Friday, May 10, 2013


E.E. NOBBS Reviews

A Marzipan Factory – new and selected poems by Grzegorz Wroblewski, translated from the Polish by Adam Zdrodowski
(Otoliths, Rockhampton, Australia, 2010)

Marjorie Perloff gives this endorsement on the back cover:

“… It is Kafkaesque and yet tender, cynical and yet warm, elliptical and yet wholly immediate. The pleasures and terrors of sex, of age, of the fear of death, of the deceptions of our social life, have rarely been so brutally - yet wittily and charmingly - documented as they are in these short, often gnomic poems, surprisingly well rendered in Adam Zdrodowski s translation... “

 In one important way, I disagree with Perloff: I did not find the poems cynical; I agree with the second endorser, John Z. Guzlowski, who calls the poems “ironic and serious”.  For me, the main message of the book is that life is precious and short, and that it’s up to each of us to give our lives meaning – even though we find ourselves off-kilter in the off-kilterness of modern society, even though loving each other is hard, and even though we must face the certainty of death.

He can be quite explicit about what we need to do. In “Black Head” the speaker tries to comfort his partner who seems overtaken by anxiety; first he tries to make her laugh but finishes by saying:

“…Then you should quickly believe in your reality…
You’re an accidental being,
just like me.”

This is a repeating theme: he challenges us to “believe” in living even though we are tired, cynical, post-modern people. He wants us to believe in the “sleeping stone / that unexpectedly starts to go up!”  that a friend shows the speaker when they walk into the forest in “Magic Training Ground.”

In “The Mother of Cornfields” two people (lovers, probably) allow themselves the joy of entering a cornfield and imagining the corn as a great chorus of “winged creatures” that are talking and dancing. The two people choose to play, to wander “around in them, enamoured, hungry, and naïve.”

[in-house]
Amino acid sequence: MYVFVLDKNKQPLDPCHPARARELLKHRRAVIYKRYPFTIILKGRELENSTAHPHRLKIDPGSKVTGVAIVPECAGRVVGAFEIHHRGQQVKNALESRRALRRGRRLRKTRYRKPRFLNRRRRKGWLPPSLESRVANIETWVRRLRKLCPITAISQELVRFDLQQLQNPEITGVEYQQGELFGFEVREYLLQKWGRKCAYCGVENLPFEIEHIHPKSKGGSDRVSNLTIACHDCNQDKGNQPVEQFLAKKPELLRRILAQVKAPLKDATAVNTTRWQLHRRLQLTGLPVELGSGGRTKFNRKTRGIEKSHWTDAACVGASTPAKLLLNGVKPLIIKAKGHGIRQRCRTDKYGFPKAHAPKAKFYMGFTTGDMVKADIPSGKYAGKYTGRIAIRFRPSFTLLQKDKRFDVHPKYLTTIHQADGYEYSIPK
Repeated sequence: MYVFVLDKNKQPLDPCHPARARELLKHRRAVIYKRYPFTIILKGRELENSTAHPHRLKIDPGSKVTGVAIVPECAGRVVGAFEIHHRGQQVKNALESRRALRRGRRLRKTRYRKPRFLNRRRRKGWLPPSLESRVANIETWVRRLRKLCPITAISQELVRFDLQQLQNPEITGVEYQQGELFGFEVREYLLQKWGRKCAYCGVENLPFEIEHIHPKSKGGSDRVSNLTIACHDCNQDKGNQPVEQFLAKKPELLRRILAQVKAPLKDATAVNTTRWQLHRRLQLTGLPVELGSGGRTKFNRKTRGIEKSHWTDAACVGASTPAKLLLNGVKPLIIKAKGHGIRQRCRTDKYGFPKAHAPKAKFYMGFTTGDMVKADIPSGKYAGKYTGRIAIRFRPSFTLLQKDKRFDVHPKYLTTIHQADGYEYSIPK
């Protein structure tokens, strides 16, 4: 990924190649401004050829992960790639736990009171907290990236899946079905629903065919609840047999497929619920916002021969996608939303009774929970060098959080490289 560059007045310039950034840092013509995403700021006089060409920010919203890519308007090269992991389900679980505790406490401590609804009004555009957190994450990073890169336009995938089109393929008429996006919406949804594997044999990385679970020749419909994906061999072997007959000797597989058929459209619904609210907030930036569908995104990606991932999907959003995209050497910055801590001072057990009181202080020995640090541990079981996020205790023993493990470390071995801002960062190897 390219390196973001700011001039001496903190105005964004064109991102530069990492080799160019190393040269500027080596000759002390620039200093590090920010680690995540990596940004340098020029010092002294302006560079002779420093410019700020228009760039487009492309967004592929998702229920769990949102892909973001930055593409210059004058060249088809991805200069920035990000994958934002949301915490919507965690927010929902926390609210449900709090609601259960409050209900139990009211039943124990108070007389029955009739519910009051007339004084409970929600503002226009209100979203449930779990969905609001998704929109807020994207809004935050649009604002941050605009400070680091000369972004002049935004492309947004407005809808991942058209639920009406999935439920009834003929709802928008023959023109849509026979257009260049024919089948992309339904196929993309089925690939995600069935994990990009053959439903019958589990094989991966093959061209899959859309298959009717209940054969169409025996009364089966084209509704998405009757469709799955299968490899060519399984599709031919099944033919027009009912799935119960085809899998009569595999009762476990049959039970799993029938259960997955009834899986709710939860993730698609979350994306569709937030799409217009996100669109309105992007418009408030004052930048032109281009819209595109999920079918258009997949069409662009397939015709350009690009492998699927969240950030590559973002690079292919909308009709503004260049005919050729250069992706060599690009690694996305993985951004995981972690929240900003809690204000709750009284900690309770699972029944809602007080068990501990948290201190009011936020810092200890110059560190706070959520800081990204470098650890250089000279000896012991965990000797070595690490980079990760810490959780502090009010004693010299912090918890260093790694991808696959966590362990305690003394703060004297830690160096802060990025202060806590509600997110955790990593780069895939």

The natural world plays an important role in the poems – suggesting that connecting with non-human life – plants, birds, dogs, cats and insects – is powerful medicine, or at least consolation.

In some of the poems, the characters either seem to be mad, or worry about being mad – but in one of my favourite poems, the characters find a “mindless” solution. In “The Milky Way” the speaker and a dog compare notes on the meaning of life and come to an understanding about the joy of not doing anything. I love how the poet makes the analogies and the connections:

“…Caressing a stray Alsatian, I’m looking into his
cunning eyes.
He understands me perfectly.

He doesn’t have to hunt ducks and nobody teases him with a rubber
Just like me, he’s resting among the mindless

He thinks he has understood his short mission.”

Wroblewski ‘s poems  are lyrics – they express personal and intense emotions about the big human-dilemma-type themes. He skillfully makes use of narrative and dialogue to show us the characters in the midst of a situation, or reflecting on a memory. “YOU TALK TO MUCH TO ME OF ANGELS” is a dramatic monologue where the speaker tells his lover that he wants to concentrate on the earthy here- and- now of being “Alive- /Among the black worms/and colourful butterflies”— he wants to make full use of the “opportunity to carefully/groom each other// (To taste what it really/ reeks of)”.

There is the short, imagistic and Zen-like “KANCHENJUNGA” which feels and sounds like a comforting mantra for day-to-day living,  or a ritualistic farewell when whatever happens in the end, happens –

looking at the sea
you always say:

going there in the end
you take with you
2 white shells

Less comforting is the “THE WORLD RECORD IN DEEP DIVING”; it consists of only these two lines: “Waiting in vain for Jon K./ (Nobody urged him to do it.)

Love relationships and sex are usually  shown as confusing quagmires. I get the feeling that Wroblewski wants us to keep a sense of humour about it all. In the darkly comical “IF SHE WAS STILL SIPPING WINE WITH YOU”, the speaker’s friend has exchanged all attempts with women  for a new passion for birds and birding –

“You observe them for hours, I even caught you
working out their nervous
birdy hops (you explained to me later that it is
good for a stiff spine).”

A sense of caring runs through Wroblewski ‘s poems – not a soft or unrealistic caring (and there is sometimes anger in his poems, as well as gentleness), but a real “eyes wide open” concern that we be kind to each other, and enjoy and experience life, as best  and as fully as we can. Not to waste it.  And be willing to be surprised. Which reminds me of a motto I saw on a magnet pin once – “Don’t Die Curious”.

I’m glad the book includes bionotes on both men: Wroblewski is a native of Poland, born in 1962 who’s lived in Copenhagen since 1985. He’s a prolific writer – including several collections of poetry, and he’s been translated into 8 languages.  Adam Zdrondowski born in 1979 is a poet and translator and lives in Warsaw.

I recommend the book. It’s a big collection, and I’ve only offered a brief sampling.


E.E. Nobbs is a poet from Prince Edward Island, Canada. She blogs at

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